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Re: Bible Studies
« Reply #11 on: December 06, 2007, 07:47:50 PM »
I read an interview recently which suggested he might be toning down that aspect of his writing in future. Then the name of the new Bad Seeds album was circulated and it's called Dig, Lazarus, Dig :o.....so I'll say no more....

I notice that in the press announcement for the new single taken from the album of the same name Nick hath spoken thus on what the song's about:

Quote
Nick Cave on DIG, LAZARUS, DIG!!!
"Ever since I can remember hearing the Lazarus story, when I was a kid, you know, back in church, I was disturbed and worried by it. Traumatized, actually. We are all, of course, in awe of the greatest of Christ's miracles - raising a man from the dead - but I couldn't help but wonder how Lazarus felt about it. As a child it gave me the creeps, to be honest. I've taken Lazarus and stuck him in New York City, in order to give the song, a hip, contemporary feel. I was also thinking about Harry Houdini who spent a lot of his life trying to debunk the spiritualists who were cashing in on the bereaved. He believed there was nothing going on beyond the grave. He was the second greatest escapologist, Harry was, Lazarus, of course, being the greatest. I wanted to create a kind of vehicle, a medium, for Houdini to speak to us if he so desires, you know, from beyond the grave. Sometimes, late at night, if you listen to the song hard enough, you can hear his voice and the sad clanking of his chains.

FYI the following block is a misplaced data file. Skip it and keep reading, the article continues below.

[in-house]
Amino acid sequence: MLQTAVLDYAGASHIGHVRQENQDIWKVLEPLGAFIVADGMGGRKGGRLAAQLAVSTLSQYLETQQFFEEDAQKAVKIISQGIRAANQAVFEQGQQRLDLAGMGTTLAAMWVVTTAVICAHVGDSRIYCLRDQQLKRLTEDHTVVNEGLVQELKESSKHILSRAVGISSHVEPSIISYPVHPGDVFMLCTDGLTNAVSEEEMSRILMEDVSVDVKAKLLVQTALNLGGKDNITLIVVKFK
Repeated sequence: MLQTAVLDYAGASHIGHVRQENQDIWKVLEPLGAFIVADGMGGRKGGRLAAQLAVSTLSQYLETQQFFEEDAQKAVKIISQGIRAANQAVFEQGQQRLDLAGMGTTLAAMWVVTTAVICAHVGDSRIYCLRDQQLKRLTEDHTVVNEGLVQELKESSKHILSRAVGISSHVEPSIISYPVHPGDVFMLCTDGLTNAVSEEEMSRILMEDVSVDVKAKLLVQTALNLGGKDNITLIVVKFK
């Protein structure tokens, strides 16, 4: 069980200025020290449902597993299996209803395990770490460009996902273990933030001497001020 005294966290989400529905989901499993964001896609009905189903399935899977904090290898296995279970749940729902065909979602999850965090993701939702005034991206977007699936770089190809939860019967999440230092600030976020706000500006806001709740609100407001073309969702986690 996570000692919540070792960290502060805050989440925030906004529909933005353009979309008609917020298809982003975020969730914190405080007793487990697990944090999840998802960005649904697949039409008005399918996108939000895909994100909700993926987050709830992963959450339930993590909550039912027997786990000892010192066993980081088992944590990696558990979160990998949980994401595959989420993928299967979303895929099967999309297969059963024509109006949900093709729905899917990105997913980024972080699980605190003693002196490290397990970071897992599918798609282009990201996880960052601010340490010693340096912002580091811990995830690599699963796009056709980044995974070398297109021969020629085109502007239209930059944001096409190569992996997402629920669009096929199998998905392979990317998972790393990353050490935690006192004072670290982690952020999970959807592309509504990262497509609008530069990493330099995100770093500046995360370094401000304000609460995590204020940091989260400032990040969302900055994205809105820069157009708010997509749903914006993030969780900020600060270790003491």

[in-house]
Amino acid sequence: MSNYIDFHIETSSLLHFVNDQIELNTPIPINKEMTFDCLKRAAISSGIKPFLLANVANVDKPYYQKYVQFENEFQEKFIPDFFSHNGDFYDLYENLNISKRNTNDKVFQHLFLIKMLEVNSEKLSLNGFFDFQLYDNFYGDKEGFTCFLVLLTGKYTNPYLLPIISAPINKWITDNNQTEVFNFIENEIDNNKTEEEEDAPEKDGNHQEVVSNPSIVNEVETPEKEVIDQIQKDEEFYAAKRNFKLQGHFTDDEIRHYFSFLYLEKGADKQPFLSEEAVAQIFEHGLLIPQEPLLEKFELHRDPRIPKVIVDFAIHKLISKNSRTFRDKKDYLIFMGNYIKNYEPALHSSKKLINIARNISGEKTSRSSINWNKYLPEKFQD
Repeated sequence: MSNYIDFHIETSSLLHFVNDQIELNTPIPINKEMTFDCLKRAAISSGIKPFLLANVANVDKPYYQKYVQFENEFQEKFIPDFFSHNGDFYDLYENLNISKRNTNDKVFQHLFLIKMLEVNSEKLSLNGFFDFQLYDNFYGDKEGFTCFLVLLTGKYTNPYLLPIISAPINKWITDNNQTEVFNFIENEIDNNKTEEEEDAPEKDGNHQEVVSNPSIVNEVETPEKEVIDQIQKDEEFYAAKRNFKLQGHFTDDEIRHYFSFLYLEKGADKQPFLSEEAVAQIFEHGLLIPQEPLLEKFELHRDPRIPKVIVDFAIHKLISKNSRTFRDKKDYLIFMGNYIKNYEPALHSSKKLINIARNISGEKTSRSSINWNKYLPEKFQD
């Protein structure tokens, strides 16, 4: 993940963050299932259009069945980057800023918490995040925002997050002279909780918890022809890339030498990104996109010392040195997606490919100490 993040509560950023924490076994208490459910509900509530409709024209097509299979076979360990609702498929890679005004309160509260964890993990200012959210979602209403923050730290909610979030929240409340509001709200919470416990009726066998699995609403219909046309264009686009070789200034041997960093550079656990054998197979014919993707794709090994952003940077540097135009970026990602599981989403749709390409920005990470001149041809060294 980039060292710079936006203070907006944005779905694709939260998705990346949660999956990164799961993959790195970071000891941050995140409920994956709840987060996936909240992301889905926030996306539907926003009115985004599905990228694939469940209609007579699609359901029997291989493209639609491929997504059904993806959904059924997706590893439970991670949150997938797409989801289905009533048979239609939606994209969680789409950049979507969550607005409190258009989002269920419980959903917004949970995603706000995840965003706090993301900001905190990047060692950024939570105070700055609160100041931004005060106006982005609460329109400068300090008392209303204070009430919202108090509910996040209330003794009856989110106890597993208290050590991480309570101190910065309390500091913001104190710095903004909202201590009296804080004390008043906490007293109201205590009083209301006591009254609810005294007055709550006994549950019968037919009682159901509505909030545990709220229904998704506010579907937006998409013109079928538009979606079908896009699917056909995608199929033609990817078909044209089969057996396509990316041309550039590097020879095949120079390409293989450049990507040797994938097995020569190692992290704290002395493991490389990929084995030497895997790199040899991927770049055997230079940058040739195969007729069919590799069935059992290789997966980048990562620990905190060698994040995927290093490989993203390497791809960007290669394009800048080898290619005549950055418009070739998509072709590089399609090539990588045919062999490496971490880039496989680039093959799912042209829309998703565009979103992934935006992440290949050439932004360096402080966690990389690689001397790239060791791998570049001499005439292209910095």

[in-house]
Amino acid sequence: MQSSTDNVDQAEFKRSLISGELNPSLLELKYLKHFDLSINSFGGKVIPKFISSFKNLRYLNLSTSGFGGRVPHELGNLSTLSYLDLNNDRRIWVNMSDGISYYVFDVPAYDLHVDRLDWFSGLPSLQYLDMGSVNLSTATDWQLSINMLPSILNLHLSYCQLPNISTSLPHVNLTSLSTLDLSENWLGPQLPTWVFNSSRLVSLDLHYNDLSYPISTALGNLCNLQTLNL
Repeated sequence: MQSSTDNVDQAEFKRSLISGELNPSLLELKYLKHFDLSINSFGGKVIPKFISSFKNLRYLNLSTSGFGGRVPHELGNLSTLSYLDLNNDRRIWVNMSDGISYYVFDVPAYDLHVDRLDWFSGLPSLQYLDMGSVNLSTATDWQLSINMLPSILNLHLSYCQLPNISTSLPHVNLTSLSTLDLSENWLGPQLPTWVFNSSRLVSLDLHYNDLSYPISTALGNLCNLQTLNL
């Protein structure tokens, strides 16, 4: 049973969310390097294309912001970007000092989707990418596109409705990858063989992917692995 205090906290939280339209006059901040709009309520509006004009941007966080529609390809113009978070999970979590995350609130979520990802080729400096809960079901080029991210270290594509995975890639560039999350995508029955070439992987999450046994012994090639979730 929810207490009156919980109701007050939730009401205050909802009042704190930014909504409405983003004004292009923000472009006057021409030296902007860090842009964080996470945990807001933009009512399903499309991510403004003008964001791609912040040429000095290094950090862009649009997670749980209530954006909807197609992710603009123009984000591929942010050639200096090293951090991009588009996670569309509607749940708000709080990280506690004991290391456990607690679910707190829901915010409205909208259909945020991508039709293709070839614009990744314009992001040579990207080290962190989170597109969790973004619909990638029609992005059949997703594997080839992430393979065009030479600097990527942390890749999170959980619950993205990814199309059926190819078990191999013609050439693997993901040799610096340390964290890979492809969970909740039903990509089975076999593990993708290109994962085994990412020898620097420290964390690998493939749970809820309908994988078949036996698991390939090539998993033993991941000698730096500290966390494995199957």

"I don't know what it is but there is definitely something going on upstairs", he seems to be saying. It is, most of all, an elegy to the New York City of the 70's."

Sounds promising. Is the final sentence suggestive of a move in a Suicidal direction perhaps? Or has Nick donned a white suit and black shirt and headed dee-aye-ess-see-oh?! :o

I remember there was a good TV film about Harry Houdini back in the late 70s/early 80s. For some reason, I envision Paul Michael Glaser (aka Starsky) as the main player, but that's probably false memory.

EDIT: It turns out Glaser was the actor in the movie as I've checked his personal website. I glanced at his lifetime achievement section and, once you get past the many photos, his speech reproduced there ruminates on the same life/death/religion issue in the context of his involvement in AIDS related charities but on a more philosophical level than that suggests. Strange that coincidence.
« Last Edit: December 06, 2007, 08:15:49 PM by Urpal »
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Adam

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Re: Bible Studies
« Reply #12 on: December 06, 2007, 08:26:11 PM »
He's Captain Hook at the Churchill Theatre, Bromley this Christmas.  Glaser that is.  Not Cave.

Offline Eke

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Re: Bible Studies
« Reply #13 on: December 06, 2007, 09:09:08 PM »
Captain Nick! That'd definitely be a panto worth seeing.

Adam

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Re: Bible Studies
« Reply #14 on: December 06, 2007, 09:12:49 PM »
Oh no it wouldn't!



{edit}

*tumbleweed*



Alright, back to the God stuff  :-[
« Last Edit: December 06, 2007, 11:19:30 PM by Dame Barbara Cartland »